You know electric cars are serious when even Rolls Royce is considering ditching fossil fuel for electrons. The maker of luxury cars renowned the world over for their opulence is seriously considering having an electric version of its luxo-bargo Phantom on the road as early as next year… just in time for the 2012 Olympics being held in its native London.
But will an electric Rolls work?
The answer is, probably. Right now, most electric cars are priced out of range for the average consumer, such as the Fisker Karma and Tesla Roadster. Mostly, this is the cost of the heavy batteries. But Rolls Royce already makes some of the heaviest cars around, so what is a few hundred extra pounds in battery weight?
Also, the average Rolls Royce does much less driving compared with most cars. Annually, the average mileage for a Rolls Royce Phantom used be about 2,000 miles a year, or about 5.5 miles per day. Even though that mileage has been increasing according to Rolls Royce, they still rack up just 6,000 miles annually, about half the average American car. So, in theory, it is still quite feasible that an electric Rolls might make more sense than most commuter cars. Plus, the extra cost is of little concern for someone who can even consider buying a Rolls.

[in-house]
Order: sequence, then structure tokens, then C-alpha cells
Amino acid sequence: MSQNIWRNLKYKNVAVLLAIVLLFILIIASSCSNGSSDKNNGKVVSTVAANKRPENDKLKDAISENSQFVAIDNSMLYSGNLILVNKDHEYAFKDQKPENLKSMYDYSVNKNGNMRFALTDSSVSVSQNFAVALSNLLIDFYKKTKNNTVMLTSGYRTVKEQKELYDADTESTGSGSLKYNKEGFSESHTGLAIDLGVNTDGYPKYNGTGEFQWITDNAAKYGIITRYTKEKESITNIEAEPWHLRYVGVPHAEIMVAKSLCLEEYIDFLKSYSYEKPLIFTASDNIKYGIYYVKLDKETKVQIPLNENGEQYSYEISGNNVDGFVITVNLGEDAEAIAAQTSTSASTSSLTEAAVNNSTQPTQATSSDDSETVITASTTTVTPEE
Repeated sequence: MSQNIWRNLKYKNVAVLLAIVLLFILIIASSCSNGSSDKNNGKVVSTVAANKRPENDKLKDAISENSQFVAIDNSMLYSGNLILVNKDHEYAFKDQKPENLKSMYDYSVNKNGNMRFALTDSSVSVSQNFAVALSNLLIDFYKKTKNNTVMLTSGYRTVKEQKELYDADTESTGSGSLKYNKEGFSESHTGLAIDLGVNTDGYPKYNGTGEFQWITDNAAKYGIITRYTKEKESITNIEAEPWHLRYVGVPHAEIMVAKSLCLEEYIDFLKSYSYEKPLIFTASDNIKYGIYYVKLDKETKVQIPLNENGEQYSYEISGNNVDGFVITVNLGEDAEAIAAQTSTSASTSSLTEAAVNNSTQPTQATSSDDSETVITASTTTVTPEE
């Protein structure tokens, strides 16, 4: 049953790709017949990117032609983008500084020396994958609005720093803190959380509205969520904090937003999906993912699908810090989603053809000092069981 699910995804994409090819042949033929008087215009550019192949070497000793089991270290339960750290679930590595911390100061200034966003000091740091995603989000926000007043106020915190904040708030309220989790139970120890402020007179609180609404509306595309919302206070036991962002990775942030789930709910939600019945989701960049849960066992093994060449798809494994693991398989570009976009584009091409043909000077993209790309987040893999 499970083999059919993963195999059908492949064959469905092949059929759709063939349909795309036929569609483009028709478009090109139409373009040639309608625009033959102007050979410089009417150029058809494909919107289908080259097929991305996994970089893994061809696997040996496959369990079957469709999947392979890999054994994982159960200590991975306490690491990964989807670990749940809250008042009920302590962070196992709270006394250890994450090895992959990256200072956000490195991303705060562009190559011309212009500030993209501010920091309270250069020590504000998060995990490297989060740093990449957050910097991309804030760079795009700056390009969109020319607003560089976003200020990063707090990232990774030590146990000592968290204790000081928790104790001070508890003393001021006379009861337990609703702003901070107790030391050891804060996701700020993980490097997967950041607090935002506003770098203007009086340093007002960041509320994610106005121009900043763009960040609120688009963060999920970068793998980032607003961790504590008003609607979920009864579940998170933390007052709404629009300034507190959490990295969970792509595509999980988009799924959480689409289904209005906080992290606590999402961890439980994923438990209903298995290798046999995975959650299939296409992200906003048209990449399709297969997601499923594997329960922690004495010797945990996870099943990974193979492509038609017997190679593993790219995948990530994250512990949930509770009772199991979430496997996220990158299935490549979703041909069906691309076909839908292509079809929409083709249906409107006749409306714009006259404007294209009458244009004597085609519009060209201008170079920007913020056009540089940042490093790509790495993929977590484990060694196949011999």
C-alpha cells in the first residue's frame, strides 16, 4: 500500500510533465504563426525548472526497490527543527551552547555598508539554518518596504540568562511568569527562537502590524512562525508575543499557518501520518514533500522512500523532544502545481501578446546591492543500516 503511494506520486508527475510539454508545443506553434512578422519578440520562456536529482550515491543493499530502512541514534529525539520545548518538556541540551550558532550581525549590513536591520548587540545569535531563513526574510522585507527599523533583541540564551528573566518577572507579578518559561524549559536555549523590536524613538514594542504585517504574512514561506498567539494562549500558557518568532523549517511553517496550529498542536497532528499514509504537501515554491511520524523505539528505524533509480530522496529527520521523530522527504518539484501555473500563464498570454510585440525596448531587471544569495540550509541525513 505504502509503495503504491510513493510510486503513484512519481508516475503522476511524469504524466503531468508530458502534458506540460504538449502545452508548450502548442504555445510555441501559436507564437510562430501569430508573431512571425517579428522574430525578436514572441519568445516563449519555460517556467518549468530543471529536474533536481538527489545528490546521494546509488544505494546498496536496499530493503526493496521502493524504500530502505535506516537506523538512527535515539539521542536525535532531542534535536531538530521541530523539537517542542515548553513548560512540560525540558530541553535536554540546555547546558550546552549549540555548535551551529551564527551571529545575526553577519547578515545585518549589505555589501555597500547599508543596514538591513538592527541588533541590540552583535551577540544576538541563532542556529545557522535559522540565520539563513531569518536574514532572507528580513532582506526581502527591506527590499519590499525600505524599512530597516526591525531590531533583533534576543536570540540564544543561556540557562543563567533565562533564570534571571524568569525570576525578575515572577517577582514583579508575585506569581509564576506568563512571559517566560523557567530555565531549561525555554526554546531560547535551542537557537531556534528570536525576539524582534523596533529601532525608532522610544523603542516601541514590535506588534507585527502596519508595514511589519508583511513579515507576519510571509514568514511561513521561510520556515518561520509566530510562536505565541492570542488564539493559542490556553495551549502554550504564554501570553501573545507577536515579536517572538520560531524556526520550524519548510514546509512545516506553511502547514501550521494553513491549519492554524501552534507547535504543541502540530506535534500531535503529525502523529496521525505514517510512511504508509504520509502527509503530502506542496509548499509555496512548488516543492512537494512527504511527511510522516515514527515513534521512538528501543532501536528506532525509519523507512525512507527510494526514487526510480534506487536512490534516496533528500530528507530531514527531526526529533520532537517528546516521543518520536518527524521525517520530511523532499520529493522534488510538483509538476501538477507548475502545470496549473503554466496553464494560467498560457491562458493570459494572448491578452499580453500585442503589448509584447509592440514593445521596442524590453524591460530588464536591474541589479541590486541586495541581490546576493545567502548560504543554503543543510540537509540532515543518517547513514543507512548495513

On the flip side, Rolls Royces are produced in such small numbers that any impact they have on the impact of driving is pretty much negligible… but sometimes, it is the thought that counts.
Rolls Royce is currently owned by BMW, who also owns and produces MINI. Therefore in all likelihood the technology developed for the electric MINI-E might in some way shape or form find its way into the Rolls. Of course, there are still a few problems to smooth out with the MINI-E, but nothing insurmountable.